"You've seen it in Bangladesh...you know that's not true!"
I've got a fairly well-documented man-crush on Tom Hardy, who is one of the more underrated actors out there. Therefore, I've been watching movies featuring Hardy whenever I get the chance (check out Bronson to see Hardy really stealing the show), although I hadn't gotten the opportunity to watch This Means War until, well, yesterday.
Part of the reason I didn't make an opportunity to watch it is that I thought it might be kind of a turd. Even yesterday, I wasn't very excited to see it. I figured it'd be a pretty uninspiring rom-com/action mashup made in a contrived attempt to attract the ladies (for the romantic parts) and the guys (for the action stuff) at the same time.
Well, I was kind of right. But there are times when This Means War rises above those expectations.
Those times don't include the opening of the film, which starts with a fairly bland action sequence to establish the movie's two CIA operatives, Tuck (Hardy) and FDR (Chris Pine), followed by some banter between Lauren (Reese Witherspoon), and her beyond annoying best friend, Trish (Chelsea Handler).
Early, on, the script is very flat, especially when the dialogue between Lauren and Trish is obviously supposed to be witty. It doesn't help that Chelsea Handler is not only an awful human being, but a terrible actress. Her character (and her acting) are obviously supposed to be a blatant ripoff of Samantha Jones from Sex and the City, but she doesn't have the chops to pull it off.
So anyway, through strange but believable circumstances, the two guys end up hitting it off Lauren. At that point, rather than singing a song about the hilarious, yet troubling circumstances of the situation, they decide that they will both continue to date her and the best man will win. And there's your set-up: two highly successful CIA operatives (FDR has a pool in his ceiling) fighting over a woman who looks like a gremlin.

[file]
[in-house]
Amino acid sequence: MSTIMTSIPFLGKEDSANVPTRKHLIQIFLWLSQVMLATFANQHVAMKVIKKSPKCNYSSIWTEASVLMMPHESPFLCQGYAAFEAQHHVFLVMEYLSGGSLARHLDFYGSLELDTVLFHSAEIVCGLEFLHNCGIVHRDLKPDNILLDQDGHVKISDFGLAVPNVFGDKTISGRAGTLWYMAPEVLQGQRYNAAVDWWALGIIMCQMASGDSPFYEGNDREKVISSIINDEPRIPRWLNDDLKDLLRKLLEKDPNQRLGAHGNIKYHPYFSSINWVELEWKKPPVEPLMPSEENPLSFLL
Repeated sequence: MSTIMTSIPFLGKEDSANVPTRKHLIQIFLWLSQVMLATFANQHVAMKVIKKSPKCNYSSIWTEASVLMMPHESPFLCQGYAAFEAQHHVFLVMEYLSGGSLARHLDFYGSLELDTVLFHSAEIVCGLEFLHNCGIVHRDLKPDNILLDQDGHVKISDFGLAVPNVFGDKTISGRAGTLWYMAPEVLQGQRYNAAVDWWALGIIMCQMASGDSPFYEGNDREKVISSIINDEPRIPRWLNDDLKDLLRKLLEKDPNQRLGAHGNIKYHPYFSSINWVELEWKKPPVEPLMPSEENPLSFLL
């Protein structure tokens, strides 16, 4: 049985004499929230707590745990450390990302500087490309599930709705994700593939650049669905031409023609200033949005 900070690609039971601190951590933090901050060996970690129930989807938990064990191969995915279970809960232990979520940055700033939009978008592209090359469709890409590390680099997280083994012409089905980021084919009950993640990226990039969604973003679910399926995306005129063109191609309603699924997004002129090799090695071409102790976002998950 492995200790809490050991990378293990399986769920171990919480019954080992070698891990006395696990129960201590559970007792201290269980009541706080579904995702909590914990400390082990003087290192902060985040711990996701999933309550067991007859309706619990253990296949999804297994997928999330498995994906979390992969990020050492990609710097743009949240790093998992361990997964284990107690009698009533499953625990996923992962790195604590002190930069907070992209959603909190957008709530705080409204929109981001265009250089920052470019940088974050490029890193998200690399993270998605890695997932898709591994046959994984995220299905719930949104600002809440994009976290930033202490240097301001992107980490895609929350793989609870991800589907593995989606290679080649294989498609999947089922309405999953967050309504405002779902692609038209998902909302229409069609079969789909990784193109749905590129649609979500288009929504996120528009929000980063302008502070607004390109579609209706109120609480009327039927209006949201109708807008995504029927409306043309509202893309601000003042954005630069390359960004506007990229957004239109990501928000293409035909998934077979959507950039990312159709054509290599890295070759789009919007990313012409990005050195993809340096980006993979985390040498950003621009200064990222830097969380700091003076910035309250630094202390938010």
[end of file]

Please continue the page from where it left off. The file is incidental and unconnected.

|You know it's true.|
The chemistry between Pine and Hardy is very good, and watching them banter (or bicker) is a good time. However, the part of the film where they finally start actively sabotaging one another doesn't last long enough, instead getting swept aside so that we can get into a subplot about a terrorist they are after, followed by a lazy resolution. This is still a likeable film, but it almost enters guilty pleasure territory, really. I docked it some points because Chelsea Handler, too. Grade: C+
July 8: #34, Monsters University
I guess all of the scary professors lost their jobs when monsters learned that laughs worked better than screams?
I was cautiously optimistic about this one. I am pretty much a Pixar fanboy, but it's hard to ignore the fact that they've lost a bit off of their fastball in recent years. Brave was pretty good, but certainly not great, and Cars 2, which I ended up liking more with subsequent viewings, still didn't measure up to their other work and made me think this sequel might be short of the greatness we usually expect from the studio.
Monsters Inc. was great in part because it took an absolutely ingenious concept and rode it for all it was worth. The idea of "monsters in the closet" actually being real and using magic doors that transport them into kids' rooms to elicit screams that are essentially natural resources in the monsters' world is brilliant. However, the fact that Monsters University is a prequel and not a sequel means that that same imagination is not found here. Instead, we see monsters at college, learning to scare (although the lesser monsters take courses in door construction and so on), which gives the movie plenty of humorous setups for easy laughs, but doesn't give us the imaginative ideas that we expect from Pixar.
The film actually avoids being predictable, even if it means that at the end (don't worry, I won't spoil anything) some quick work has to be done to build a bridge from this film to Monsters Inc. The animation, as usual, is outstanding and a joy to behold. I still believe that nobody does animation quite like Pixar, even if other studios have made films with better scripts or more laughs in the last few years.
Ultimately, your thoughts on Monsters University will depend a lot on how much you liked the previous film. If you loved Monsters Inc., you will be glad just to see Mike Wazowski and James P. Sullivan again, even if the prequel doesn't quite reach the heights of its predecessor. If you weren't much of a fan of Monsters Inc., this movie won't change your mind. Grade: B